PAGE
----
Automakers patent and trademark lots of stuff. Some ideas are downright revolutionary and bring new technologies to our cars, while others are simple and surface the market without making a significant impact. Today’s unusual filing fits in the former category and comes from Ford, the same brand that introduced carbon-fiber wheels and gorilla glass to production vehicles. This time around though, the Blue Oval is toying with the idea allowing drivers to remove the rear wheel of their cars and turn it into a unicycle.

The concept is pretty simple. The said rear wheel is equipped with a battery and an electric motor attached to its single hub. An automated jack system raises the car and the self-powered unicycle disengages automatically, leaving the driver to remove it from under the wheel arches. Featuring a seat, foot rests, and a handle bar, the unicycle can be used as soon as it is removed from the car.

It’s pretty much like the crazy Batcycle that detaches from the Batmobile, but with one wheel and a lot less power and speed at its disposal.

According to Patent Yogi, the filing was made in June 2015 and published last week. It is described as a "self-propelled unicycle" that is "selectively disengaged with the vehicle for independent use." There’s no word as to when the unicycle will make it into production, but we should see a working prototype at an upcoming auto show.

Continue reading for the full story.

Why it matters

An automobile wheel that turns into a unicycle may sound like a crazy idea, but it’s far from terrible given that today’s urban areas have become increasingly congested. The yet unnamed unicycle is not only small, allowing users to access areas where a regular automobile won’t, but it also runs on electricity, meaning you don’t have to stop at the gas station while strolling through the city. Given it will have decent mileage, that is. What’s more, such a vehicle could evolve into multi-purpose device suitable not only for crowded streets, but also for non-paved surfaced. With a lowered tire pressure, the unicycle could be very useful on sand or gravel. Also, the removal of the unicycle could also operate as an anti-theft feature, since the car can’t be driven with a missing rear wheel and a jack locked in place. Pretty neat, huh?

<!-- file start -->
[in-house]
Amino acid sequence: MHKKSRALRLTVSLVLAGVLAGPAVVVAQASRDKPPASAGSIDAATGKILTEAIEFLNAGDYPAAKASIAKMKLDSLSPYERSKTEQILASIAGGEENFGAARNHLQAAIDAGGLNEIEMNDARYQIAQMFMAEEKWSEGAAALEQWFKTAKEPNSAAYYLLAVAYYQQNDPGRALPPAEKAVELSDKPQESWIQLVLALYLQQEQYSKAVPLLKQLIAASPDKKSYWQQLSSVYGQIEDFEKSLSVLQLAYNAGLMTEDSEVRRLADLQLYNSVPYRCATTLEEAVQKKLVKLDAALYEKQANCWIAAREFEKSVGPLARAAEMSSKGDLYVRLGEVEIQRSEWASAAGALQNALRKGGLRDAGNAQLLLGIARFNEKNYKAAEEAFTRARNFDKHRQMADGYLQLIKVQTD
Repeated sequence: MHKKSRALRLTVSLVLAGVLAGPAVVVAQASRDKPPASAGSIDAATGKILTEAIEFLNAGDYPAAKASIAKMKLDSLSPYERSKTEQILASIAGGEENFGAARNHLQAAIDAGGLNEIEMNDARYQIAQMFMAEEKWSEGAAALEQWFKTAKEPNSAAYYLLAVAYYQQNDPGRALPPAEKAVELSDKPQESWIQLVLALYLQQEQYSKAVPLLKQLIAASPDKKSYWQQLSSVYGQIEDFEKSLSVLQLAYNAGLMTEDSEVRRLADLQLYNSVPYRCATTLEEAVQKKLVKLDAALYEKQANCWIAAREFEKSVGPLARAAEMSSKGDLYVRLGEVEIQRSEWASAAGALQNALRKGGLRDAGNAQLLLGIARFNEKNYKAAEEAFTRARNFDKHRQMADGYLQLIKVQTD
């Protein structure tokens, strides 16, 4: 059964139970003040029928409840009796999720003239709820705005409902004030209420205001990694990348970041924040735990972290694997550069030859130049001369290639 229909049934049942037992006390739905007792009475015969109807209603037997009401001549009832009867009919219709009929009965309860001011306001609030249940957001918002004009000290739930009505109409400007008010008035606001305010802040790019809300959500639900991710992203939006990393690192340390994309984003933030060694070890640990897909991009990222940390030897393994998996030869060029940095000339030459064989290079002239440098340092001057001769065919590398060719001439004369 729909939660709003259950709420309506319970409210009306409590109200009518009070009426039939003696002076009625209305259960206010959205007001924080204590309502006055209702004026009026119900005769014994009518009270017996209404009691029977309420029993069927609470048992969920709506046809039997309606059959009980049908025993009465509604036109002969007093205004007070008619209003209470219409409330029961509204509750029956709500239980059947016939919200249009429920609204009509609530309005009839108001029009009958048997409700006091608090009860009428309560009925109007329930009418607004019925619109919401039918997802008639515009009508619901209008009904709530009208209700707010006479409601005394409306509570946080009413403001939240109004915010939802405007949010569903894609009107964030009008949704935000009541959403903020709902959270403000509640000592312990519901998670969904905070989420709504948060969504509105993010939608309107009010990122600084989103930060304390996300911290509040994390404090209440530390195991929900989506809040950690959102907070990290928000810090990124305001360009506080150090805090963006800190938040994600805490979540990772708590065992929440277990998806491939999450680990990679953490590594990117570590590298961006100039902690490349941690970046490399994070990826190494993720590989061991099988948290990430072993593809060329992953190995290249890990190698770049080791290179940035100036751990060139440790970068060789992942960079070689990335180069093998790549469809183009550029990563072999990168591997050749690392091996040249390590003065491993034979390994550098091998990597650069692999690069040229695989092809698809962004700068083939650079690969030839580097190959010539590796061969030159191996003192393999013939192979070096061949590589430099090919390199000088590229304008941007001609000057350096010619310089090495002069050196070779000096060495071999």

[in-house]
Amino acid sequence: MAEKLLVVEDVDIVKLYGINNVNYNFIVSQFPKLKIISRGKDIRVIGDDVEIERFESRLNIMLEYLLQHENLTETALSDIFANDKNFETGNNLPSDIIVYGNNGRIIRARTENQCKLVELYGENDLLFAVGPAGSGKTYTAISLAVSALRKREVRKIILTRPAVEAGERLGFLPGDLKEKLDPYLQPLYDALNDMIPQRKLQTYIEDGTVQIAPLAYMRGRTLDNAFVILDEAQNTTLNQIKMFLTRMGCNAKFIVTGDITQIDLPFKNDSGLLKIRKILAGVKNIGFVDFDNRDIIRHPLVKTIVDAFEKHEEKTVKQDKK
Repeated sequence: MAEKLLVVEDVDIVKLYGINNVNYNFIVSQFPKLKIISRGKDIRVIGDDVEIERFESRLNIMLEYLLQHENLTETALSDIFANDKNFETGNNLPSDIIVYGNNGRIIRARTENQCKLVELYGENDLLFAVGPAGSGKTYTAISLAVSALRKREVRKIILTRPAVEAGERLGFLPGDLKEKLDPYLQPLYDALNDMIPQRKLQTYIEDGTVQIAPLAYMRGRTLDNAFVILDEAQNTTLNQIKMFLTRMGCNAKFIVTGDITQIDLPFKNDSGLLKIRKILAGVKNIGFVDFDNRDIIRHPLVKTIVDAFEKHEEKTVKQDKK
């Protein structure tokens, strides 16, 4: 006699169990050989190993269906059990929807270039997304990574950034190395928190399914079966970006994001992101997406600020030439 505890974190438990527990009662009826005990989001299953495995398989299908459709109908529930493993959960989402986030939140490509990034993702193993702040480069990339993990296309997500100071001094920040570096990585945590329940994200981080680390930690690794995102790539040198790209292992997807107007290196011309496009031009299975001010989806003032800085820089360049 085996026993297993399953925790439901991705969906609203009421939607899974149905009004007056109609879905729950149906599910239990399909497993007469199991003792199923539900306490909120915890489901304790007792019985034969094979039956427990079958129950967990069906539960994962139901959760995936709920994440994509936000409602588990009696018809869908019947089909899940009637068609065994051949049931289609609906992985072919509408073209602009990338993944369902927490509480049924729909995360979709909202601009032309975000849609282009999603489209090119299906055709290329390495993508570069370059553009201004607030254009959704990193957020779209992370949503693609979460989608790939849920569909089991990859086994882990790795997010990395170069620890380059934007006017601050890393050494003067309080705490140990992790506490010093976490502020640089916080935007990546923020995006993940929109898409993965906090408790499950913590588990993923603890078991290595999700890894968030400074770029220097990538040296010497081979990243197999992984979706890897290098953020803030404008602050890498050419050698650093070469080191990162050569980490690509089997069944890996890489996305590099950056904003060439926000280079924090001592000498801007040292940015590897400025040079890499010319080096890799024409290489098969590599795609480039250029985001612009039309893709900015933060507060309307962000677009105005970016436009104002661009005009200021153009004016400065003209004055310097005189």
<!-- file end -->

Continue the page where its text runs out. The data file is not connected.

Source: patentyogi

Ciprian Florea
Senior Editor and Supercar Expert -
Ciprian's passion for everything with four wheels (and more) started back when he was just a little boy, and the Lamborghini Countach was still the coolest car poster you could hang on your wall. Ciprian's career as a journalist began long before earning a Bachelor's degree, but it was only after graduating that his love for cars became a profession.  Read More
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